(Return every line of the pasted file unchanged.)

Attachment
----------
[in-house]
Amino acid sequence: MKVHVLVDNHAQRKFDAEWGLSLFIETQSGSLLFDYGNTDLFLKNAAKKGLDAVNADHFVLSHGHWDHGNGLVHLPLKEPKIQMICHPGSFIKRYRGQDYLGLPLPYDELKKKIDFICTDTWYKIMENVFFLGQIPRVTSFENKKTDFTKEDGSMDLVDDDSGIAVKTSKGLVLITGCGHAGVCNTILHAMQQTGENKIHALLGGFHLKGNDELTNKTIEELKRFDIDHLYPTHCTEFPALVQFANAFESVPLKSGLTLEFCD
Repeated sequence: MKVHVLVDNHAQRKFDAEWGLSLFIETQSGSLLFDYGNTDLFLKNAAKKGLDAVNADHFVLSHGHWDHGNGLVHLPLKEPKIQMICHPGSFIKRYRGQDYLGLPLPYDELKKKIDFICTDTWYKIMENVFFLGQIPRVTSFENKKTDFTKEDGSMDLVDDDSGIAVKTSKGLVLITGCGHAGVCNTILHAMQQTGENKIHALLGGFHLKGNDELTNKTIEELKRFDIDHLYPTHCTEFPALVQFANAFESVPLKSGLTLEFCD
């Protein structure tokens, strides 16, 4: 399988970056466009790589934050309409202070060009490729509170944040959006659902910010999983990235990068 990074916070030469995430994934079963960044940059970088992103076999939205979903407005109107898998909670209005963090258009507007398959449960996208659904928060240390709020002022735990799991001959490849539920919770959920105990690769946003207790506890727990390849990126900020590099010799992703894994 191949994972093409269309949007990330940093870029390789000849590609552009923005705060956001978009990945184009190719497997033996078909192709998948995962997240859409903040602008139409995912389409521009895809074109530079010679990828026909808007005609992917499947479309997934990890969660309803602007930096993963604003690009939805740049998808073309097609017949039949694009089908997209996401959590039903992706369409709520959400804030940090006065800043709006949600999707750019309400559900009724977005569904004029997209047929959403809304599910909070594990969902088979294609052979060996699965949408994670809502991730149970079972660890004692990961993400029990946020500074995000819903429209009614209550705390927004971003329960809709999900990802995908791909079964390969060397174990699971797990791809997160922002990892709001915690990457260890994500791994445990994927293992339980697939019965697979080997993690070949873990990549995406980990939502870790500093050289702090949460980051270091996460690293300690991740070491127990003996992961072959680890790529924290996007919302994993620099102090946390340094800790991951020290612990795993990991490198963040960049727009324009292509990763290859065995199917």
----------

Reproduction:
[in-house]
Amino acid sequence: MKVHVLVDNHAQRKFDAEWGLSLFIETQSGSLLFDYGNTDLFLKNAAKKGLDAVNADHFVLSHGHWDHGNGLVHLPLKEPKIQMICHPGSFIKRYRGQDYLGLPLPYDELKKKIDFICTDTWYKIMENVFFLGQIPRVTSFENKKTDFTKEDGSMDLVDDDSGIAVKTSKGLVLITGCGHAGVCNTILHAMQQTGENKIHALLGGFHLKGNDELTNKTIEELKRFDIDHLYPTHCTEFPALVQFANAFESVPLKSGLTLEFCD
Repeated sequence: MKVHVLVDNHAQRKFDAEWGLSLFIETQSGSLLFDYGNTDLFLKNAAKKGLDAVNADHFVLSHGHWDHGNGLVHLPLKEPKIQMICHPGSFIKRYRGQDYLGLPLPYDELKKKIDFICTDTWYKIMENVFFLGQIPRVTSFENKKTDFTKEDGSMDLVDDDSGIAVKTSKGLVLITGCGHAGVCNTILHAMQQTGENKIHALLGGFHLKGNDELTNKTIEELKRFDIDHLYPTHCTEFPALVQFANAFESVPLKSGLTLEFCD
């Protein structure tokens, strides 16, 4: 399988970056466009790589934050309409202070060009490729509170944040959006659902910010999983990235990068 990074916070030469995430994934079963960044940059970088992103076999939205979903407005109107898998909670209005963090258009507007398959449960996208659904928060240390709020002022735990799991001959490849539920919770959920105990690769946003207790506890727990390849990126900020590099010799992703894994 191949994972093409269309949007990330940093870029390789000849590609552009923005705060956001978009990945184009190719497997033996078909192709998948995962997240859409903040602008139409995912389409521009895809074109530079010679990828026909808007005609992917499947479309997934990890969660309803602007930096993963604003690009939805740049998808073309097609017949039949694009089908997209996401959590039903992706369409709520959400804030940090006065800043709006949600999707750019309400559900009724977005569904004029997209047929959403809304599910909070594990969902088979294609052979060996699965949408994670809502991730149970079972660890004692990961993400029990946020500074995000819903429209009614209550705390927004971003329960809709999900990802995908791909079964390969060397174990699971797990791809997160922002990892709001915690990457260890994500791994445990994927293992339980697939019965697979080997993690070949873990990549995406980990939502870790500093050289702090949460980051270091996460690293300690991740070491127990003996992961072959680890790529924290996007919302994993620099102090946390340094800790991951020290612990795993990991490198963040960049727009324009292509990763290859065995199917």